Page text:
Finally, Locke reminded minority business owners of the MBDA’s five regional offices that operate in partnership with a network of around 45 minority business centers around the country. These offices provide one-on-one workshops, training and business consulting services to help minority business owners learn about federal contracting opportunities.
Recovery Act workshops are held at events and conferences at the local level to reach minority entrepreneurs and educate them about the procurement process specifically related to the Recovery Act. More information about MBDA’s local centers and services can be found at www.mbda.gov.
The outreach is already underway. On July 6 and 7, the department and its MBDA hosted a major national summit in Washington, D.C., to discuss best practices in business development programs and services to increase the growth and development of minority businesses. In addition, there were discussions about grant and contract opportunities that exist within the federal government and the best way to provide this information to minority businesses.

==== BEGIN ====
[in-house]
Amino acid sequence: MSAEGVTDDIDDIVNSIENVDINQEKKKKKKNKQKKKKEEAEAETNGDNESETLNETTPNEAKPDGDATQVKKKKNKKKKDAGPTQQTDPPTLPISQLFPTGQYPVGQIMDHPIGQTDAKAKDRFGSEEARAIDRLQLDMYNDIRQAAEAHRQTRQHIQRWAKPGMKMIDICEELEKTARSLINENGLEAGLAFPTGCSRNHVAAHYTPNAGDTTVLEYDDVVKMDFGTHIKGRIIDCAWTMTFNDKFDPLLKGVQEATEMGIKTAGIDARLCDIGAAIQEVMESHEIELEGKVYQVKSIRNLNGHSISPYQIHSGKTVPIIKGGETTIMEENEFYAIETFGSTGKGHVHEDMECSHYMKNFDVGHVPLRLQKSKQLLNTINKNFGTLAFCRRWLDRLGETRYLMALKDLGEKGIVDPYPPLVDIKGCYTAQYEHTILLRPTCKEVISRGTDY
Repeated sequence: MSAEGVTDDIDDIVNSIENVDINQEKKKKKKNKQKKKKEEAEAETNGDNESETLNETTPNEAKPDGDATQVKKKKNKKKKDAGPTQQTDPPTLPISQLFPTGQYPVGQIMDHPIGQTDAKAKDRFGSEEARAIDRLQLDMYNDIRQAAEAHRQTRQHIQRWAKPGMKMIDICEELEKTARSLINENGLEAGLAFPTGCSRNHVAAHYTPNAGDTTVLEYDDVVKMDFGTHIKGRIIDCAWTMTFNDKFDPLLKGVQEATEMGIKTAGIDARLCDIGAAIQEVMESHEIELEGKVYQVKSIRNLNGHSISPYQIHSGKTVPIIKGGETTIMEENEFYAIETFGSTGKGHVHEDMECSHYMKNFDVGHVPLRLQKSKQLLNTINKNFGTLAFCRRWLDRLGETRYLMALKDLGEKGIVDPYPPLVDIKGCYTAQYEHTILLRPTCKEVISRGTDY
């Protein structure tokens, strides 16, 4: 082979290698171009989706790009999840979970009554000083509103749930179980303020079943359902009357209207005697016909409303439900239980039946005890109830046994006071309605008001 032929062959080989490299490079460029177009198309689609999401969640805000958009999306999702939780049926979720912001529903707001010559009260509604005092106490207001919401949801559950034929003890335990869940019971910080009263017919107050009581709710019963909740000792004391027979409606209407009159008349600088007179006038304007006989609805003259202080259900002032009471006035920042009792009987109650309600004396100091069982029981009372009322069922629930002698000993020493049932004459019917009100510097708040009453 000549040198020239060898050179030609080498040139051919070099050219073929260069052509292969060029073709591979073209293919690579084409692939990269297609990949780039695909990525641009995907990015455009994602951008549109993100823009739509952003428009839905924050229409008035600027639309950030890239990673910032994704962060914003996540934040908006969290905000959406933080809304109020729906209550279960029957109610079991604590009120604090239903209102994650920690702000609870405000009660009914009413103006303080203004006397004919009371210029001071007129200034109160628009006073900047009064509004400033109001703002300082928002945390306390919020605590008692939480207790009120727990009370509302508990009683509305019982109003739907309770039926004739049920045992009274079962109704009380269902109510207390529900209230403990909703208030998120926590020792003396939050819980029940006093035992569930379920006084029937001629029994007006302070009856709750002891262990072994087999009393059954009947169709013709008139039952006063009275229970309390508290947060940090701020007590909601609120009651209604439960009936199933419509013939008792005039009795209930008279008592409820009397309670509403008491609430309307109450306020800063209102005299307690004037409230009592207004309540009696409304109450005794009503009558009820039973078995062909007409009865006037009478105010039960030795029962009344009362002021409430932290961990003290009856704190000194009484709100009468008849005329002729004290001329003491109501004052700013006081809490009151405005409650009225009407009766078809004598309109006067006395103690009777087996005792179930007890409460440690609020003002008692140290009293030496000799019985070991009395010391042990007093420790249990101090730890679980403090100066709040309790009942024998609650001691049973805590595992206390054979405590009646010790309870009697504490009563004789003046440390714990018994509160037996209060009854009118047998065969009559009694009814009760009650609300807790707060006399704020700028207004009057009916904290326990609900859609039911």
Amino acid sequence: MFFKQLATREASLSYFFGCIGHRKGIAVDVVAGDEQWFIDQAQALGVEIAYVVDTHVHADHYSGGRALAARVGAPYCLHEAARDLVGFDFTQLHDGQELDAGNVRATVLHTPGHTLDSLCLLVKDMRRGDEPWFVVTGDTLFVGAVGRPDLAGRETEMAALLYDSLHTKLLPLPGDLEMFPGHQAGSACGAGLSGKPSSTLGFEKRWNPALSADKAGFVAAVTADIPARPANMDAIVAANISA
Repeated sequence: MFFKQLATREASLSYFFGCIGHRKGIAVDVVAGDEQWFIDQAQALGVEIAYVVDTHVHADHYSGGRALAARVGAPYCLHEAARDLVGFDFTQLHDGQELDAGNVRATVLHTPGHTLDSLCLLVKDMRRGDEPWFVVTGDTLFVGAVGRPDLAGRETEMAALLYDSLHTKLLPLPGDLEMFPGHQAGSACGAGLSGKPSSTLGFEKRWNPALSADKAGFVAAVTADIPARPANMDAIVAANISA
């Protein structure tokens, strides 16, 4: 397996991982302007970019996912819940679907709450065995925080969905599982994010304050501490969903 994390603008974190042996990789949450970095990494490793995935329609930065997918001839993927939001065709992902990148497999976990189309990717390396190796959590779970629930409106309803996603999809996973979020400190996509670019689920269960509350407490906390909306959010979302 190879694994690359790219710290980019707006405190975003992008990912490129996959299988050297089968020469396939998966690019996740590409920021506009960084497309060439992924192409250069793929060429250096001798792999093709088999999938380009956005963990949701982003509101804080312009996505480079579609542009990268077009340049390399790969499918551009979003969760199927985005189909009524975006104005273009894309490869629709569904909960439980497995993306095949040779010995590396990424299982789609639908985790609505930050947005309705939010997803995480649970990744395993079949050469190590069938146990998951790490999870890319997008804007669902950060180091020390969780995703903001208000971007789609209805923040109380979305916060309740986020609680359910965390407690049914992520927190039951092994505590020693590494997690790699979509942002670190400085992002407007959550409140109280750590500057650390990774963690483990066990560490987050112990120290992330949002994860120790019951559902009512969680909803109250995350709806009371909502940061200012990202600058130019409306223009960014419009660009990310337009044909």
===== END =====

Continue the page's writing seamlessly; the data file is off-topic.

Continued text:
Wade emphasized the administration and department’s “tremendous commitment” to making sure minority businesses have easy access to the funding opportunities and to implementing “a very robust plan” across the country to fulfill that commitment.
“Minority businesses are absolutely vital to the American economic recovery and we want to make sure they have a fair share of the opportunities.”
Locke confirmed that the available resources are in addition to the specific set aside for Indian country.
“We’re talking about several hundred billions of dollars of projects all across America, whether it’s repairing (a) ship, whether it’s developing devices for the smart grid, whether it’s dollars that go to the state of Washington for bridge repair and road constructions,” Locke said. “We’re looking at all these contracting opportunities and we want to make sure that minority businesses, including Native American businesses, have the opportunities to compete and get contracts under all of these programs.”